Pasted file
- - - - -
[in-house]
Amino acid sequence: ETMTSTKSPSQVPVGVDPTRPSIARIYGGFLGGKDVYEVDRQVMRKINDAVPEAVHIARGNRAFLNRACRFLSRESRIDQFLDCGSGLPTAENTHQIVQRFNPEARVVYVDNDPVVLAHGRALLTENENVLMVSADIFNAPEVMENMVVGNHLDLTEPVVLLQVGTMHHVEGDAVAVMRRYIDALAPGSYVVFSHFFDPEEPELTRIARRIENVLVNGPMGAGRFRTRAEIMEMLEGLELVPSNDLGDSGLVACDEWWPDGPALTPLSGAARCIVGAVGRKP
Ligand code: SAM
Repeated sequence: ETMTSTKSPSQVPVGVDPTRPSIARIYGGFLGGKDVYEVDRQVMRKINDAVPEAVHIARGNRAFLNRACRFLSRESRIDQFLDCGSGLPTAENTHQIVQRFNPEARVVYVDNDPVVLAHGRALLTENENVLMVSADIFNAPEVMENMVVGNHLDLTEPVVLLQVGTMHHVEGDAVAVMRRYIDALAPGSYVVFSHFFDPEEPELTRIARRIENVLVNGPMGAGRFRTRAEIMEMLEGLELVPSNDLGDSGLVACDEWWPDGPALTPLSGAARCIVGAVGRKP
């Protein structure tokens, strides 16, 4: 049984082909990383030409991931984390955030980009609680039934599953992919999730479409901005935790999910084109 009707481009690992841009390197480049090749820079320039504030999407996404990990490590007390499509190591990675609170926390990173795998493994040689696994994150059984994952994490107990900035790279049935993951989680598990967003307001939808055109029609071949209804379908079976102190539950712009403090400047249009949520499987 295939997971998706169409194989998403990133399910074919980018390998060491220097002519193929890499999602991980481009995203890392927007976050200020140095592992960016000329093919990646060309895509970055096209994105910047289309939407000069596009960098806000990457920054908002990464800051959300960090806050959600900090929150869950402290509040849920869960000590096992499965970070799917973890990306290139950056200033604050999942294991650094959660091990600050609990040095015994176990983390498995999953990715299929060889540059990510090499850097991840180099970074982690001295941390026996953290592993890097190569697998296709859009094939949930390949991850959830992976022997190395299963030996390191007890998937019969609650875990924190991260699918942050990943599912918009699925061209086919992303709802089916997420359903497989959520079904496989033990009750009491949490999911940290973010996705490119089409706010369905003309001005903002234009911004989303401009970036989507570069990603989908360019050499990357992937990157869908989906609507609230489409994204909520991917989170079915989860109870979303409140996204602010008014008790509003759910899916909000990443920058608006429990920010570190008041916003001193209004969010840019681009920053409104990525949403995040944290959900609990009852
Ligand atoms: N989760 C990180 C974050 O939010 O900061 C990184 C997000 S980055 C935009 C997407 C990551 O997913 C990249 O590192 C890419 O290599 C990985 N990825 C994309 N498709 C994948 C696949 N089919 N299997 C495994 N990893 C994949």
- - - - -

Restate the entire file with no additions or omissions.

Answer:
[in-house]
Amino acid sequence: ETMTSTKSPSQVPVGVDPTRPSIARIYGGFLGGKDVYEVDRQVMRKINDAVPEAVHIARGNRAFLNRACRFLSRESRIDQFLDCGSGLPTAENTHQIVQRFNPEARVVYVDNDPVVLAHGRALLTENENVLMVSADIFNAPEVMENMVVGNHLDLTEPVVLLQVGTMHHVEGDAVAVMRRYIDALAPGSYVVFSHFFDPEEPELTRIARRIENVLVNGPMGAGRFRTRAEIMEMLEGLELVPSNDLGDSGLVACDEWWPDGPALTPLSGAARCIVGAVGRKP
Ligand code: SAM
Repeated sequence: ETMTSTKSPSQVPVGVDPTRPSIARIYGGFLGGKDVYEVDRQVMRKINDAVPEAVHIARGNRAFLNRACRFLSRESRIDQFLDCGSGLPTAENTHQIVQRFNPEARVVYVDNDPVVLAHGRALLTENENVLMVSADIFNAPEVMENMVVGNHLDLTEPVVLLQVGTMHHVEGDAVAVMRRYIDALAPGSYVVFSHFFDPEEPELTRIARRIENVLVNGPMGAGRFRTRAEIMEMLEGLELVPSNDLGDSGLVACDEWWPDGPALTPLSGAARCIVGAVGRKP
């Protein structure tokens, strides 16, 4: 049984082909990383030409991931984390955030980009609680039934599953992919999730479409901005935790999910084109 009707481009690992841009390197480049090749820079320039504030999407996404990990490590007390499509190591990675609170926390990173795998493994040689696994994150059984994952994490107990900035790279049935993951989680598990967003307001939808055109029609071949209804379908079976102190539950712009403090400047249009949520499987 295939997971998706169409194989998403990133399910074919980018390998060491220097002519193929890499999602991980481009995203890392927007976050200020140095592992960016000329093919990646060309895509970055096209994105910047289309939407000069596009960098806000990457920054908002990464800051959300960090806050959600900090929150869950402290509040849920869960000590096992499965970070799917973890990306290139950056200033604050999942294991650094959660091990600050609990040095015994176990983390498995999953990715299929060889540059990510090499850097991840180099970074982690001295941390026996953290592993890097190569697998296709859009094939949930390949991850959830992976022997190395299963030996390191007890998937019969609650875990924190991260699918942050990943599912918009699925061209086919992303709802089916997420359903497989959520079904496989033990009750009491949490999911940290973010996705490119089409706010369905003309001005903002234009911004989303401009970036989507570069990603989908360019050499990357992937990157869908989906609507609230489409994204909520991917989170079915989860109870979303409140996204602010008014008790509003759910899916909000990443920058608006429990920010570190008041916003001193209004969010840019681009920053409104990525949403995040944290959900609990009852
Ligand atoms: N989760 C990180 C974050 O939010 O900061 C990184 C997000 S980055 C935009 C997407 C990551 O997913 C990249 O590192 C890419 O290599 C990985 N990825 C994309 N498709 C994948 C696949 N089919 N299997 C495994 N990893 C994949």